Reversing road to revitalise area
I POPPED up to St Marychurch the other day and was glad to see the shopping precinct still as bustling as ever. No doubt, some traders are struggling just like anywhere else in Torquay but the precinct has a distinct character which can only help.
Then we have Torre.
I can remember Torre of old, a shopping area full of vibrance and variety, renowned for its copious amount of antique shops.
Now all I do is drive through Torre on my way home from town, not thinking once to park up and shop.
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There are shops and businesses in Torre still doing well and battling away in these difficult times
But the traffic flow is an issue and some say, if reversed, would help boost trade and put Torre back on the map.
At the moment traffic comes into town but when it hits Torre, it is sent up around the houses instead of being able to flow down past the shops and into the town centre.
If you are leaving the centre, you come up one way into Torre and go straight through.
Robert Excell has had a photographic business in Torre for almost 40 years. He is semi-retired now due his commitments as a ward councillor.
He can remember the days when traffic went down into the town and says a reversal is a priority.
By the way, I don't think it would be fair for anybody to accuse Cllr Excell of a conflict of interests here. Yes, he does own a business in Torre but he is doing this with the interests of everybody at heart.
He says: "We have some good businesses here. We are in the middle of a recession and there is not the money around. People are surviving and working hard at it. But we have had problems with the road going the wrong way.
"We have been at the end of the town, rather than the beginning. It used to be at the start of the town.
"Reversing the road would revitalise the whole area. It will regenerate the area. We have tried to get it changed and I have asked for it to be looked at again. It has been agreed that we look at it and obtain some facts and figures.
"We want to be the gateway to the town. It would be brilliant for Torre."
He says the traffic was reversed back in the 1980s as a three-year pilot scheme.
"If we did not like it after three years we could get it reversed," said Cllr Excell. "We asked for it to be reversed. We could see things like the antiques shops started closing but it never happened."
He added: "At the moment you drive up here when you are leaving Torquay, not entering. Your mind is on going home, not shopping."
Susie Colley, chairman of the Torre and Upton community partnership, is not convinced that a traffic reversal would work, although it is something being discussed by the Torquay Neighbourhood Plan.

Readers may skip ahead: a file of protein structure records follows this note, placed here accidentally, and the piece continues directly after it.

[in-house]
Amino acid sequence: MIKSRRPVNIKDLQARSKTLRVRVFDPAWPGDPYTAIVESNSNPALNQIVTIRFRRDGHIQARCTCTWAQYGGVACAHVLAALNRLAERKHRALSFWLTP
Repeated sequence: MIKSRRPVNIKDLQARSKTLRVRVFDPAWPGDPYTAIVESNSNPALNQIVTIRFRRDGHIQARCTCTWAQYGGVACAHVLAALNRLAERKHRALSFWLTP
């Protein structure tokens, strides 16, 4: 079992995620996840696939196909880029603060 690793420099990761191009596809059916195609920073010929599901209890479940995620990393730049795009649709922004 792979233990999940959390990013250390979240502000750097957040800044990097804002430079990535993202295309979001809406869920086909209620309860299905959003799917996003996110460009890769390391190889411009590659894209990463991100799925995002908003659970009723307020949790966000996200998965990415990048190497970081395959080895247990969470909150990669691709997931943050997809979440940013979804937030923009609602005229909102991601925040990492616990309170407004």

She has concerns over parking and where the traffic would end up going once it headed towards the town centre.
There are mooted plans for a pharmacy to move into the empty shell of what was the former B and Q building in Torre as part of a new housing complex.
Mrs Colley thinks this may be a better way of transforming the area.
She says: "A nice independent pharmacy might encourage more development in Torre."
Patrick Carney, from Torbay Council's highways department, has been asked to look at the Torre traffic issue. But it's not as straightforward as you may think...
Mr Carney says: "It is sitting on the to do list. Because there is no money for it and I have other schemes that are funded, it keeps getting put back."
He says there may be an advantage to reversing the traffic because it would bring more vehicles into the town. The down side is working how to get traffic back out.
The main exit route would be via Lymington Road or Tor Hill Road and turning right by the Central Church.
But that would mean a change in traffic lights signals, introducing a right turn and a second lane.
Mr Carney says: "I have been asked to find a solution to that problem. Some people will say more traffic means more business. Others will say more traffic more impact on their day to day environment.
"We would have to go the community partnership to see what they want. There is no money to find it but opening it up would be cheap."
There is also speculation that if the B and Q development was to go ahead some money may be found for the traffic scheme through 106 section agreements.
For me, where there is a will there has to be a way. I have said we can't stand still and watch our town centres die. That brings me finally and nicely on to a problem Mrs Colley has had in her capacity as chairman of the Torquay Neighbourhood Plan which has been tasked with engaging with the public to see how it wants to see the town developed in the decades to come.
Mrs Colley has bought six banners advertising the forum and wanted to display them at prominent locations around the town. But getting permission has not been straightforward.
She was hoping Mr Carney may be able to sanction the go-ahead. But, evidently, that falls under the jurisdiction of another council department which manages the town diary. Organisations have to book events and banners with the town diary team. Prime locations are always in high demand.
Mr Carney says: "We do not just allow people to put up banners any where willy nilly."
He says there are safety implications with some sites, especially at pedestrian crossings where banners should not mask people, especially, children, waiting to cross.
Be interesting to see if Mrs Colley can get her banners booked.
By the way, the slogan on them is 'Doing Nothing Is Not An Option.
Kind of sums things up nicely.